There are Civil War books . . . and then there are Civil War books. Among the many books about the Civil War on the market today, only one addresses a little-known reason why that great conflict was fought. International book reviewer Danny Yee has stated, “One of the things that has always puzzled me about the history of the United States is how a civil war could be fought and won to end slavery, but full civil rights not be granted to blacks until a century later.” An explanation is to be found in The Forgotten Cause of the Civil War by Dr. Lawrence R. Tenzer whose 21 years of research show that many in the North perceived slavery as a personal threat to their free Northern way of life.
Tenzer explains that in the antebellum South, the children of slave mothers were slaves from the moment of birth. Even though miscegenation lightened skin color, virtually white slave children were still considered mulattoes and remained slaves nonetheless, even after an endless number of generations went by and all discernible Negroid traits were long gone. A good example is a case he reports in which a slave woman who was one sixty-fourth black was on the auction block. One of her great-great-great-great grandparents was black. Not all slaves in the South were black, and this phenomenon of white slaves, whites with a distant black ancestor, was to have unexpected political consequences.
A large number of white slaves escaped to the Northern states hoping to pass into free white society, and slave catchers went North looking for them. This posed a direct threat to white people living in the North because under the provisions of the Fugitive Slave Law of 1850, runaway slaves could be reclaimed without due process, which in effect allowed for free whites to be mistakenly seized. Furthermore, as Chapter 6 goes on to prove, such Southern political power opened up the potential for slavery being nationalized, and as such the very real possibility existed that enslavement could be extended to the lower class of white laborers as well. Lincoln himself made reference to slavery “regardless of color” during a speech he gave in Chicago on December 10, 1856. Lincoln also spoke of white slavery in other speeches, all of which Tenzer has fully documented. PLATE 9 is his book shows an 1856 Republican party handbill which clearly states in capital letters, “SLAVERY IS RIGHT, NATURAL, AND NECESSARY, AND DOES NOT DEPEND UPON DIFFERENCE OF COMPLEXION. THE LAWS OF THE SLAVE STATES JUSTIFY THE HOLDING OF WHITE MEN IN BONDAGE.” Illustrations which depict actual white slaves and other historical documents having to do with white slavery provide enough proof to convince even the most skeptical reader that white people were slaves in the American South and that white slavery was indeed a cause of the Civil War. …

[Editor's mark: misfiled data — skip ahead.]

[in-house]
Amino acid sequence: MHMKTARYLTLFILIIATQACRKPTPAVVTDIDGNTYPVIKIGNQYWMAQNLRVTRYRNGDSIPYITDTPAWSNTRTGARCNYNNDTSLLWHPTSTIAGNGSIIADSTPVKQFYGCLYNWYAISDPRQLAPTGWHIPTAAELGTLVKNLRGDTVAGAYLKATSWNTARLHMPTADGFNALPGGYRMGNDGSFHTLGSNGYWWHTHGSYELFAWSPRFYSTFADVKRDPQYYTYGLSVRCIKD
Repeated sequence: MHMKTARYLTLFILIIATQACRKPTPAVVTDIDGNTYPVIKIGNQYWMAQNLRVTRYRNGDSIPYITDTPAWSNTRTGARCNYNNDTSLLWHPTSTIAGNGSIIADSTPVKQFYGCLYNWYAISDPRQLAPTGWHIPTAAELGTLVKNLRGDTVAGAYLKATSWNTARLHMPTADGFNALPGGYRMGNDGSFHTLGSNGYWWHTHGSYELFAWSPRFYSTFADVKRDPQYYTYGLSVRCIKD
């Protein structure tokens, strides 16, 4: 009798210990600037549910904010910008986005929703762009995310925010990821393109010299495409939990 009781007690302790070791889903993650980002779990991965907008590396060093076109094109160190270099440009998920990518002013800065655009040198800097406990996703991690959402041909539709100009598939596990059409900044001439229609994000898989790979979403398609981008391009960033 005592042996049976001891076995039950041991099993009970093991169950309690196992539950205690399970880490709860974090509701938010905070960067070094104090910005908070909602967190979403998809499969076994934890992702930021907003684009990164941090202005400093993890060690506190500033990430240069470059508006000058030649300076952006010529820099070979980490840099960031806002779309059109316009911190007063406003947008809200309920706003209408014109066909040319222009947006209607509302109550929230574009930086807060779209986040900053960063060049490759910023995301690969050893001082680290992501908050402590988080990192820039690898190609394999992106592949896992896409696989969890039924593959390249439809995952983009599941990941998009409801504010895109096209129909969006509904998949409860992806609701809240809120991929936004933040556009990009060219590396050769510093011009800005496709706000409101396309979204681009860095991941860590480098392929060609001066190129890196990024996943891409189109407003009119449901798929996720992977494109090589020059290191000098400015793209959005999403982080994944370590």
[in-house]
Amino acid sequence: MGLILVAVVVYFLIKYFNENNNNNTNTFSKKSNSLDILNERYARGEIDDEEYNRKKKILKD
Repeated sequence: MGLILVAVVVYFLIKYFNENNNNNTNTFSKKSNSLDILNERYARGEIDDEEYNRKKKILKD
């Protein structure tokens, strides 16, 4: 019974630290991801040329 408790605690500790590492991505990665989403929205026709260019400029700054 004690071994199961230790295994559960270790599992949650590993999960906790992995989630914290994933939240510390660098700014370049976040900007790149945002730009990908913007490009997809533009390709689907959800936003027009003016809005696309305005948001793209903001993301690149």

Tenzer’s book is entitled, The Forgotten Cause of the Civil War. If a “cause” can be defined as any political or social dynamic which exacerbated the tension between the North and the South, then white slavery with the fear it engendered certainly qualifies having contributed to the deep-rooted friction which existed between the free and slave sections of the country. Tenzer offers an original thought-provoking perspective to our understanding of Abraham Lincoln and pre-Civil War politics along with a unique bibliography with many items which have never appeared in modern scholarship. Of particular importance is the fact that this fully-documented book is the first to explain why Northerners went to war to end slavery without granting blacks full civil rights after that war was won. By bringing new light to bear on slavery and other race-related issues, Tenzer believes his work will help to heal the many racial wounds which are still festering in this country. O